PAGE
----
Priority provides even more protection to unsecured creditors in a chapter 13 proceeding. In chapter 13, a debtor pays debts with future income, not present assets. A chapter 13 case requires a debtor to pay his or her disposable income to creditors over the course of three to five years. However, if a debtor’s disposable income is very low (as is often the case with people who file for bankruptcy), unsecured creditors can end up with almost nothing.

However, priority unsecured creditors are entitled to be paid the full value of their claim at the time of filing over the course of the plan, though they are not entitled to interest on that claim. For example, if the debtor owes $10,000 in wages to a creditor at the time of the filing, the creditor is entitled to $10,000 in payment divided up over the course of the plan. A court will not allow a debtor to file a chapter 13 repayment plan that does not pay all priority claims in full.

This full payment requirement also means that priority creditors are not in competition with each other like they are in chapter 7. All priority claims, whether first priority or tenth priority, are entitled to full payment.

It’s important to note that full payment of priority unsecured creditors may mean dramatically less payment for non-priority unsecured creditors. Non-priority creditors are entitled only to whatever disposable income is left after the debtor pays secured and priority claims, which may be as low as pennies on the dollar.

Thus, it’s crucial that any unsecured creditor whose debtor files for chapter 13 contact a lawyer to see if it’s possible to receive priority on their claim. Whether a claim fits into a priority category is sometimes ambiguous, and a skilled lawyer can make the difference between priority status with full payment and non-priority status with pennies on the dollar being repaid.

Priority in Business Bankruptcy

Business bankruptcies have their own hierarchies of priority. If a business is liquidating in chapter 7, unsecured creditors receive payment in the same order of priority as they would in an individual’s chapter 7. For example, employees would be entitled to payment before the IRS, and the IRS would be entitled to payment before unsecured creditors without priority.

However, in a business chapter 7 bankruptcy, unsecured creditors as a whole have priority over shareholders and partners in the company. Thus, after priority unsecured creditors are paid, non-priority unsecured creditors like vendors must be paid in full before any shareholders receive payment. This often means that shareholders receive no payment at all.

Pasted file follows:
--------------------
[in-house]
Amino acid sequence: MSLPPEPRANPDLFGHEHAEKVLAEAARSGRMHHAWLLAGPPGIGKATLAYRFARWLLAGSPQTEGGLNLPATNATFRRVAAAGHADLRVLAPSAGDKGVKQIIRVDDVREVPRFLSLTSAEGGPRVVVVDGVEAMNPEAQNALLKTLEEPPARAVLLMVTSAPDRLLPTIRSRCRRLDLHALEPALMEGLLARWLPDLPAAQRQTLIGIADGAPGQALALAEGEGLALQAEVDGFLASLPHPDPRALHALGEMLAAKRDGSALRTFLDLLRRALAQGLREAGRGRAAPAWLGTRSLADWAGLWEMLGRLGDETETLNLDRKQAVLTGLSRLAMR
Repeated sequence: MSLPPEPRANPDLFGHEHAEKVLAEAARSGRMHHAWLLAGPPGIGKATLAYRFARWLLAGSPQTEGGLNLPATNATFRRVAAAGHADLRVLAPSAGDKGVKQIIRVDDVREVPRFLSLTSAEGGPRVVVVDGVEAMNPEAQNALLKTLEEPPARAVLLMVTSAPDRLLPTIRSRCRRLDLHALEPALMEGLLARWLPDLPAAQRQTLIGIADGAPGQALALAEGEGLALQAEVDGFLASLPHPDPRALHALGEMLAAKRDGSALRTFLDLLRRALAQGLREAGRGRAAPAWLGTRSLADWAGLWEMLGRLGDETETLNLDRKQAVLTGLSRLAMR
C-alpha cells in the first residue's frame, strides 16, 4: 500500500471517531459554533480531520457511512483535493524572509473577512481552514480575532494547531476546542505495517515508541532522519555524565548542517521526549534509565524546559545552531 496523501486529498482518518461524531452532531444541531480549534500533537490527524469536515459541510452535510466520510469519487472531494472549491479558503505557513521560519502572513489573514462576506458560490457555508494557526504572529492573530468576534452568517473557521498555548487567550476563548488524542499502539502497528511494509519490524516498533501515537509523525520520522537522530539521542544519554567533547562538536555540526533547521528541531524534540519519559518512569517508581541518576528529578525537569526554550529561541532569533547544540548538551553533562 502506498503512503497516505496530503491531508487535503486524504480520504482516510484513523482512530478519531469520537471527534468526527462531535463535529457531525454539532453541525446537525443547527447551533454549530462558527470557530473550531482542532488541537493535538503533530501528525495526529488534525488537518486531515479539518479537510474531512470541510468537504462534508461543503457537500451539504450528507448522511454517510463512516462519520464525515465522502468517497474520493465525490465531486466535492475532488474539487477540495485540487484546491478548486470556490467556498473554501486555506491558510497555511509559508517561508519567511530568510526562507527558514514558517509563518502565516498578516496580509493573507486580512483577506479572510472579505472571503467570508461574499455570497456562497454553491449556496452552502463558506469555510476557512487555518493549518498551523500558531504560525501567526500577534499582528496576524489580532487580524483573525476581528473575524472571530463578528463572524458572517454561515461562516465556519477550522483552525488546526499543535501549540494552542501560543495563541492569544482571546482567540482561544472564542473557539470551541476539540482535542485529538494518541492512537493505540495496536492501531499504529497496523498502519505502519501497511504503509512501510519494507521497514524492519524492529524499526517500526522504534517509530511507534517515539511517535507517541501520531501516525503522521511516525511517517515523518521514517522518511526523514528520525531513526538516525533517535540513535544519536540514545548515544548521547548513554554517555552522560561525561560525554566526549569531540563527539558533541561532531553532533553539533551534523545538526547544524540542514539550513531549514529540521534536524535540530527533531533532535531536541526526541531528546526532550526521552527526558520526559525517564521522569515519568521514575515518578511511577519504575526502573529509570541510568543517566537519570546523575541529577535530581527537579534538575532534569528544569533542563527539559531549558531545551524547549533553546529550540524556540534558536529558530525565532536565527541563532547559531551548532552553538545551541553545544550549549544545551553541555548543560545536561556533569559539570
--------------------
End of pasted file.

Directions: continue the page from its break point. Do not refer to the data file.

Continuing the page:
Priority works somewhat differently in a chapter 11 reorganization. Chapter 11 bankruptcy seeks to have the creditors and shareholders of a bankrupt business come to an agreement about reorganizing the business in a way that will allow for repayment of debts. The court divides different interest holders (usually secured creditors, unsecured creditors, and shareholders) into committees. The committees have the power to disapprove a reorganization plan.

The bankruptcy court often does not create a separate committee for priority unsecured creditors, especially if their interests align with the rest of the unsecured creditors. Thus, the priority order plays less of a role in chapter 11 than it does in chapter 7 or chapter 13. This makes sense because chapter 11 is about flexibility and allowing all of the interest holders to come to an agreement among themselves.

One important form of priority exists in a chapter 11 case, called the absolute priority rule. The absolute priority rule allows a class of interest holders to veto the reorganization plan if the plan pays a junior interest. For example, unsecured creditors have a right to veto any plan that would pay shareholders. This rule forces junior interests, such as shareholders, to make sure that the plan satisfies all senior interests.

What Should I Do if Someone Who Owes Me Money Files for Bankruptcy?

If someone who owes you money files for bankruptcy, contact Rosenblum Law for a free consultation today. Bankruptcy dramatically affects your rights and can prevent you from receiving the full amount you’re owed. Our experienced bankruptcy attorneys will make sure you receive as much of what you’re owed as possible. Call 888-815-3649 or email us today.